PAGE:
Energica To Stop As MotoE Bike Supplier At End Of 2022 - Big Changes On The Horizon

Energica is to withdraw as official manufacturer motorcycles for the MotoE class at the end of the 2022 season. After four years, MotoE will see something other than the Energica Ego Corsa machine being raced.

The MotoE class has been a qualified success since the class started back in 2019. It got off to a troubled start - a fire at the final test of 2019 at Jerez saw the entire fleet of Energica machines destroyed, causing the start of the inaugural season to be delayed until early July, to give Energica enough time to build replacement machines.

There were concerns about how the class would be received by fans, the motorcycle industry being notoriously conservative. But after some mild initial skepticism, the series has been embraced, the short (7-10 lap) races producing exciting and intense battles. The 2021 season finale at Misano 1 generated the controversy and excitement needed to raise the profile of the series, with Jordi Torres taking the title after a last-lap clash with Dominique Aegerter, the Swiss rider making a final desperate lunge into the hairpin at the end of the back straight and taking both riders down.

That was very much the objective of the class. To introduce the concept of racing electric motorcycles to fans, to get them to accept and understand it, and to get them excited about the prospect. That goal has been achieved.

The goal of creating close, competitive racing is why the series was not opened up to competition between manufacturers from the start. That had been attempted at the TT Zero on the Isle of Man, and produced runaway victories for the Mugen riders. The performance disparity between the various bikes was simply too great.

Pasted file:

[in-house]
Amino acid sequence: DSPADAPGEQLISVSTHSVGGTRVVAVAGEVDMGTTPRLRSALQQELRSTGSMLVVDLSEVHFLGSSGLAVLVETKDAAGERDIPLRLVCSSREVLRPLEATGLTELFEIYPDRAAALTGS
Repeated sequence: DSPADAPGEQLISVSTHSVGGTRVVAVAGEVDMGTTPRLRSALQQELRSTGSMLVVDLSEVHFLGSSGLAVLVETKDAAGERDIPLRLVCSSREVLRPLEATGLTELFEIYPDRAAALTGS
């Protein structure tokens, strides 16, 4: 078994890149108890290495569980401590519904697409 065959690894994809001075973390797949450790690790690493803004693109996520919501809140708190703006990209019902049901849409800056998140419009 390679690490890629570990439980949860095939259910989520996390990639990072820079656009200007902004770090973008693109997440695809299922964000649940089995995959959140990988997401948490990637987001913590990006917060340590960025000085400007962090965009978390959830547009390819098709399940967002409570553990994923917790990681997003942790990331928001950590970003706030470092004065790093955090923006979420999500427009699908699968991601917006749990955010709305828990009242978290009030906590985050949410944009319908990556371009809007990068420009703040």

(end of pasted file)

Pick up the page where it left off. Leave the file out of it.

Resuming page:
That is unlikely to change until the major motorcycle manufacturers start producing electric motorcycles in sizable quantities and in power outputs equivalent to the current crop of large capacity road bikes. So far, movement on that front has been slow, despite companies like KTM and Yamaha venturing into electric offroad bikes and scooters.

Which means that the replacement for Energica will not be any form of open competition. Instead, another company will be brought in as single supplier.

Who that is is an intriguing prospect. While there are a number of small-scale builders of electric motorcycles, the challenges of providing the logistical and engineering support for an 18-bike race series are beyond the means of most of them. Any manufacturer wishing to supply MotoE will face many challenges, in terms of scale of production, and support for the 18 riders and teams on the grid. That requires a level of staffing which most small electric bike manufacturers do not possess.

Could Energica be replaced by a major or medium-sized manufacturer? That is an intriguing possibility. We will not have long to wait to find out. The cycle of press releases in such instances means there is usually just a few days before the old supplier announcing they are leaving, and a new supplier being announced. Misano, the scene of the finale of the 2021 MotoE season, would seem a fitting occasion for such an announcement.

The press release from Dorna appears below:

Energica to conclude era as single MotoE™ manufacturer after 2022

Tuesday, 19 October 2021

Dorna Sports can now announce the departure of Energica Motor Company as the single manufacturer for the FIM Enel MotoE™ World Cup, with 2022 confirmed as the marque’s final season.

Energica has been the sole supplier to MotoE™ since the Cup’s inception in 2019, with 2022 now set to mark the last chapter of a four-year journey full of evolution, excitement and adrenaline. Energica has been a key part of making MotoE™ a must-watch showcase for both electric mobility and close competition, with the Cup racing at some of the world’s most iconic circuits.